Every year, thousands of people from around the globe seek asylum in the United States. Kentucky and other U.S. states offer asylum to those who can demonstrate a credible fear of harm or persecution if they were returned to their native country. Asylum offers a safe harbor to those who qualify and gives them the opportunity to start afresh. Asylum seekers may apply irrespective of how they came to this country and what their immigration status is when applying for one of the two types of asylum.
When an immigrant is in the U.S. and wishes to apply for asylum, they must do so within a year’s time of arrival unless exigent circumstances prevent them from doing so. They will need to present an application to the United States Center for Immigration Services. An immigration officer will review the evidence presented against the criteria for asylum. At this point, the applicant may remain in the U.S. but not for purposes or work unless granted special permission. If the application is accepted, the applicant can now live and work in the U.S.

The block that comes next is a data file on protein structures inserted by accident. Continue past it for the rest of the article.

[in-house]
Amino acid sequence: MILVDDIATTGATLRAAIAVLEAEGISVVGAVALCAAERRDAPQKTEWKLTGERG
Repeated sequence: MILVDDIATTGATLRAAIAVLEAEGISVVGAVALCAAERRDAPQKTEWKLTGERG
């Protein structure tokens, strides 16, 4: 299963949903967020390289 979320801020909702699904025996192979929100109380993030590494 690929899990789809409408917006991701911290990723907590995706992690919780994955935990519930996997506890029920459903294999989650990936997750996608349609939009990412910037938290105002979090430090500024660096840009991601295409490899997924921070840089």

If the immigrant is denied asylum, their application will be turned over to an immigration court at the Executive Office for Immigration Review where they must mount a defense against deportation. Thus, they will now be considered a defensive asylum candidate.
If an asylum seeker is outside of the U.S. and presents their case at a point of entry, has crossed the border without authorization or has overstayed their visa, they will be processed for deportation. An immigrant who was denied an affirmative asylum claim can file a defensive asylum petition against imminent deportation. During this time, their application will be reviewed by an EOIR immigration judge for a decision. If the application is denied, the immigrant will continue in deportation proceedings. However, a favorable decision gives them the right to remain in the U.S.
Applying for asylum is not an easy process and can take months to complete, but millions of foreign nationals with a fear of political, religious, ethnic or other form of persecution have found refuge through this program. Many successful applicants go on to become productive members of their new communities in the United States.